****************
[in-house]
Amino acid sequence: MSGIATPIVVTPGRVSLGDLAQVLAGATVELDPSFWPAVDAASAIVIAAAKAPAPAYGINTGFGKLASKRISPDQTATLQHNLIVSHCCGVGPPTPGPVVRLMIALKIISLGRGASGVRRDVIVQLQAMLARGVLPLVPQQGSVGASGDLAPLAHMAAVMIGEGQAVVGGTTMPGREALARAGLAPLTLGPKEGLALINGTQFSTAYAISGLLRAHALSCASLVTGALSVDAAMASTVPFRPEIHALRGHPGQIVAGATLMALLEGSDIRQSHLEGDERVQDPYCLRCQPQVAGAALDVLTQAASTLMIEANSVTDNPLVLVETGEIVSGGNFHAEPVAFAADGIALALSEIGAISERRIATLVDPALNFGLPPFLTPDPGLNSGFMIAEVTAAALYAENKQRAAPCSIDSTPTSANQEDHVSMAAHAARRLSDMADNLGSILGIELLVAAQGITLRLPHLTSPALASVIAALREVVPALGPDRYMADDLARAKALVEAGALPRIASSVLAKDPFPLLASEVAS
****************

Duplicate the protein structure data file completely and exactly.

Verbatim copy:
[in-house]
Amino acid sequence: MSGIATPIVVTPGRVSLGDLAQVLAGATVELDPSFWPAVDAASAIVIAAAKAPAPAYGINTGFGKLASKRISPDQTATLQHNLIVSHCCGVGPPTPGPVVRLMIALKIISLGRGASGVRRDVIVQLQAMLARGVLPLVPQQGSVGASGDLAPLAHMAAVMIGEGQAVVGGTTMPGREALARAGLAPLTLGPKEGLALINGTQFSTAYAISGLLRAHALSCASLVTGALSVDAAMASTVPFRPEIHALRGHPGQIVAGATLMALLEGSDIRQSHLEGDERVQDPYCLRCQPQVAGAALDVLTQAASTLMIEANSVTDNPLVLVETGEIVSGGNFHAEPVAFAADGIALALSEIGAISERRIATLVDPALNFGLPPFLTPDPGLNSGFMIAEVTAAALYAENKQRAAPCSIDSTPTSANQEDHVSMAAHAARRLSDMADNLGSILGIELLVAAQGITLRLPHLTSPALASVIAALREVVPALGPDRYMADDLARAKALVEAGALPRIASSVLAKDPFPLLASEVAS